This chapter is about the possibility of life on other planets. It includes a quote by C.S. Lewis about how skeptics of Christianity assert that life being on other planets and life being only on earth both challenge Christianity. Vainio refers to ancient thinkers who reflected on the possibility of life on other planets. Vainio wrestled briefly with the problem of evil and the issue of animal suffering, referring to a thinker who posits that animals, too, may have a post-mortem existence that would make their pain worthwhile. This chapter surveys different Christian perspectives on life on other planets, including that of William Lane Craig, but it does not land anywhere. The result is that there is a tone of “on the one hand, on the other hand,” and the chapter does not quite hit the spot.
Chapter 6: “Infinite Space, Infinite Terror: Our Cosmic (In)significance.”
If life only exists on earth, does that challenge Christianity? Why would God create a vast universe and populate only a tiny planet with life? Vainio’s answer, essentially, is that God honors the least. A predictable response, but this chapter also talks about such concepts as axiarchism, ananthropocentric purposivism, and nonnaturalism, and the question of whether objective value can exist in an atheistic universe. Vainio is not afraid to address perspectives that are contrary to his own, while acknowledging that they raise understandable considerations.
Chapter 7: “In Space No One Can Hear You Scream? God and Being.”
This chapter is largely about how humans can speak meaningfully of a God they cannot understand. Vainio talks about the Analogia Entis. He seems to gravitate towards Kierkegaard’s story of God bringing Godself down to people’s level, in pursuit of a relationship.
Chapter 8: “There Is No Gene for the Human Spirit: Images of God.”
What is the image of God? And can animals or extraterrestrials possess it? My impression of where Vainio lands is here: the image of God includes rationality and the capacity for relationships. Animals can have that, too, on some level, albeit not as much as humans. And humans do not possess the same level of rationality as angels, who bear the image of God more fully. A question that I had was how to account for human disability: do humans with lower IQs or relational skills reflect less of the image of God? That would be a troubling prospect. There also was not much biblical exegesis in this chapter, or even the book as a whole. The book is informative about theologians and philosophers, but it was rather lacking in terms of a biblical component, so one might wonder if the theologies hang on anything divinely-authoritative.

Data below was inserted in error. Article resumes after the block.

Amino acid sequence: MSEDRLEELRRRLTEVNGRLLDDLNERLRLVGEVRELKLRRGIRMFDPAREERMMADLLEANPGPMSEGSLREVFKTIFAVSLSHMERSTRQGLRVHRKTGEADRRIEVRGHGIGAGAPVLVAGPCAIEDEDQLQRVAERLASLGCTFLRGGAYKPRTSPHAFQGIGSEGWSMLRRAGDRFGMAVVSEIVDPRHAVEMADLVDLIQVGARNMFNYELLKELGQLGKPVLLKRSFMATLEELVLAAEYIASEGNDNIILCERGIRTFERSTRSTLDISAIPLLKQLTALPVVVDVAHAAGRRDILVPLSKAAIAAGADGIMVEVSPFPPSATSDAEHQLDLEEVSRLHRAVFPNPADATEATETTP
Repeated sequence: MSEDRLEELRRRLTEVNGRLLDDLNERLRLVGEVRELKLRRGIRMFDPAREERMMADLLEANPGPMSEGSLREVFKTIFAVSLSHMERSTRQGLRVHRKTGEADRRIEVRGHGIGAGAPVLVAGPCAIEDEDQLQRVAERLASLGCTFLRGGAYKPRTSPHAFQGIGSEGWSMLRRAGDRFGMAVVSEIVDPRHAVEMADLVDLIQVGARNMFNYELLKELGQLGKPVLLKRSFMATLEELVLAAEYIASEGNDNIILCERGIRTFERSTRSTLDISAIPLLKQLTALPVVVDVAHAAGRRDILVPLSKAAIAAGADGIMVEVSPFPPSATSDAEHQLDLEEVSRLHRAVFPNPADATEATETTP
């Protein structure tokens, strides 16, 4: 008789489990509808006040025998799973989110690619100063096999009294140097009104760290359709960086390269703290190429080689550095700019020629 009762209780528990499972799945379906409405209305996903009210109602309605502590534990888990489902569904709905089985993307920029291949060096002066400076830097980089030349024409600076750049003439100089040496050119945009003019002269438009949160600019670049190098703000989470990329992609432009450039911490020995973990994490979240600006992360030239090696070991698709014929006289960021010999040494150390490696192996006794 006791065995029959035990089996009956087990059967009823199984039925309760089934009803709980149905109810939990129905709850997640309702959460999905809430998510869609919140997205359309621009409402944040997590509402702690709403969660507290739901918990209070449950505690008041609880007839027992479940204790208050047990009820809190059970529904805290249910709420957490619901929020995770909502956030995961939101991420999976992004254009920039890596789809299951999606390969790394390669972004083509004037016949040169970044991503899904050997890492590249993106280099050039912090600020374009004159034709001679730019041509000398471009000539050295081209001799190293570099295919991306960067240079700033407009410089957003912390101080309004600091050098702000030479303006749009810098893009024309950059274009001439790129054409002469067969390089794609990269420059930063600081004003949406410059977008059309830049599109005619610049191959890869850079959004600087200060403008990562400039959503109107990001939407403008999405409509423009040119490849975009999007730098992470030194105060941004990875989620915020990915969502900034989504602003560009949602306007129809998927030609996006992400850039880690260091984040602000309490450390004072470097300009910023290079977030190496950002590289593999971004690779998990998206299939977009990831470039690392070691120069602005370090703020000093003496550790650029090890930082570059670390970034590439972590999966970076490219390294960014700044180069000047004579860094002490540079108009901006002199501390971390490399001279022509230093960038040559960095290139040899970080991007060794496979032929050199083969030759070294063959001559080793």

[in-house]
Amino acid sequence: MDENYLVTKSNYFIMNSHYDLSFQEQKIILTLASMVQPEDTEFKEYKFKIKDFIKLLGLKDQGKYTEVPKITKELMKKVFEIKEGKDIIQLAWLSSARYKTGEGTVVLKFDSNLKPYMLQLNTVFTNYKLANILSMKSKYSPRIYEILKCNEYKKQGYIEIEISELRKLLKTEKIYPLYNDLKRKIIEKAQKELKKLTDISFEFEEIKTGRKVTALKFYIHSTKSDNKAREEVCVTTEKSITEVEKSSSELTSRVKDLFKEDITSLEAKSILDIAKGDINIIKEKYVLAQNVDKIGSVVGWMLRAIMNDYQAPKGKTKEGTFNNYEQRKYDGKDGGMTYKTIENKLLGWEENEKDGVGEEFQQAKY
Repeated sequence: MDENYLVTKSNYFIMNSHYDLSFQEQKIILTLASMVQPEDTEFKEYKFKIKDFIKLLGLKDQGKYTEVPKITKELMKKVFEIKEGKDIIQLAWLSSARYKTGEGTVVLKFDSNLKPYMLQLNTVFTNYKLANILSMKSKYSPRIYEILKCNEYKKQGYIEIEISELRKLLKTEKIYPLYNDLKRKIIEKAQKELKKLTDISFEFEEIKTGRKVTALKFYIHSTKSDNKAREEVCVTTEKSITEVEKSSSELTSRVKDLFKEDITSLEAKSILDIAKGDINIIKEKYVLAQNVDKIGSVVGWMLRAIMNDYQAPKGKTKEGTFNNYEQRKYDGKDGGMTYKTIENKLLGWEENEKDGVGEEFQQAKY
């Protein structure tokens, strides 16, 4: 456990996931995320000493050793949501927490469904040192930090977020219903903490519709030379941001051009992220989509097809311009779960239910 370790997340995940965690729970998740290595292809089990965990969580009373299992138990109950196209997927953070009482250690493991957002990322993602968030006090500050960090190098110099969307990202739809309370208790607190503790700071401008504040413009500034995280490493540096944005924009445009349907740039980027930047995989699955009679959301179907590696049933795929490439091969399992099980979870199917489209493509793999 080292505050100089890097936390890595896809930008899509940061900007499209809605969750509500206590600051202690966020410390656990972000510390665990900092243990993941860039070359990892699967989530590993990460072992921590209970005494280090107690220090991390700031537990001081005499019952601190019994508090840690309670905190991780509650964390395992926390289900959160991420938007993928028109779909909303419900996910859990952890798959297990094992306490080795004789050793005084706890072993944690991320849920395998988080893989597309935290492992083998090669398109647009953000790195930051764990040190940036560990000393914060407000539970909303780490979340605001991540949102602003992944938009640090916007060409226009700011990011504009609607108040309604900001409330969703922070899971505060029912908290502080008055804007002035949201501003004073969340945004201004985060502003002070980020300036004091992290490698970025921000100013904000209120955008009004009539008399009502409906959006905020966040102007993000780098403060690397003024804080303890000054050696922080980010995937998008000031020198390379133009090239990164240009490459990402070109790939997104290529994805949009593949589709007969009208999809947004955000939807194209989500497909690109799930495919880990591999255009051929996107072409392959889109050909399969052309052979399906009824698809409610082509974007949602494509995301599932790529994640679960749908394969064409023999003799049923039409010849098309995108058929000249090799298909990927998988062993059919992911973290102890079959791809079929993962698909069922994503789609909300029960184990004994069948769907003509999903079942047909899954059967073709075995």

Chapter 9: “Come with Me If You Want to Live: Incarnations.”
Suppose that there is life on other planets. Did Jesus Christ die for them, too? As far as I can recall, this chapter did not address head-on a major reason that some think life on other planets would pose a challenge to Christianity: if the sin of two human beings plunged the entire cosmos into chaos, does that not imply the priority of earth, or that human life only exists on earth? So much of God’s plan in the Bible seems to be tied to God’s interactions with earth (Romans 8). This chapter had its high points, though, as when it addressed the question of how people on other planets could be saved. An intriguing feature of this book is that Vainio often asks if, say, people being saved on other planets is truly inconsistent with things that Christians already believe, or if the two may overlap. Vainio tries, however, to argue that Christ could be incarnate on other planets, and he is not very convincing, in my opinion. If the risen Christ remains a human being, how can he be aliens, too?
Chapter 10: “To Boldly Go: Beings in Search of Greater Understanding.”
Among other things, this chapter talks about C.S. Lewis’s engagement with Kant. In a sense, what we see is how things appear to us, not necessarily what they truly are. Lewis did not go in the direction of complete skepticism, however. This chapter builds on insights in Lewis’s Space Trilogy. It is a bit meandering, but, like the book as a whole, it has its share of interesting details and intriguing insights.
I received a complimentary copy of this book from the publisher. My review is honest.